My wife and I enjoy observing different cultures when we travel. At a game reserve in Botswana, women from a near-by village prepared traditional meals at our lodge - a lot of meat dishes (with springbok, warthog and impala wandering around). The table reflected our setting with wonderful dinner plates, hand-made by a local potter and napkins in the shape of an Africa animal. (The one in the photo is an elephant, possibly more striking in real life!) I know that this borders on the ‘fan in the glass’ style but it suited the occasion perfectly.
Williamsburg in Virginia, is a recreated a village. It is the largest living history museum in America, depicting life in the 1780s during the formative years when the colony became the United States of America.
We admired the napkins used in the 18th century when we ate at the seafood restaurant, Christiana Campbell’s Tavern. They serve such dishes as Catfish Stew and Clam Chowder. Not only were the crockery, cutlery and food in the style of the 1780s but also the napkins. They were over 1 x 1 metre square and were worn tied around the neck. (See Jenny as she prepares to eat her dish of shrimps.)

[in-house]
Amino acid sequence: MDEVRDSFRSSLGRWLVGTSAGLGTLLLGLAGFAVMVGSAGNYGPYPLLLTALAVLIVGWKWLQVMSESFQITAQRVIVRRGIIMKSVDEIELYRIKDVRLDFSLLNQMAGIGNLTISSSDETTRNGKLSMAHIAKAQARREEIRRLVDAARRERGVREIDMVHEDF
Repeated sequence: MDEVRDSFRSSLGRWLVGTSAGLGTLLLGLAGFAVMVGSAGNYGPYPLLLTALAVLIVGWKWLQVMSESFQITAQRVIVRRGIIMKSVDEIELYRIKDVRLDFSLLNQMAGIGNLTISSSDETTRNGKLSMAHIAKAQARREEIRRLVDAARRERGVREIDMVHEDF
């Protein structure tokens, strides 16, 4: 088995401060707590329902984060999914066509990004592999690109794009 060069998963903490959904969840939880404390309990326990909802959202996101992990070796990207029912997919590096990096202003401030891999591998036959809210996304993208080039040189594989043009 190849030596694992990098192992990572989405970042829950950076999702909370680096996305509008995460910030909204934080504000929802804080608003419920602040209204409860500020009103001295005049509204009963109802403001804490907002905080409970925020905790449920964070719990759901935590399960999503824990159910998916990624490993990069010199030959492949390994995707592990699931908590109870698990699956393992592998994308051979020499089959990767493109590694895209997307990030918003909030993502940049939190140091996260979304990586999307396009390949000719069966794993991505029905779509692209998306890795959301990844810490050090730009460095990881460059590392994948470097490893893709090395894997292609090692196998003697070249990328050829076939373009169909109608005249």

Note the correct way in which she holds her knife and fork. She has never forgotten as a child when her father threatened to sticky-tape her index finger to the fork.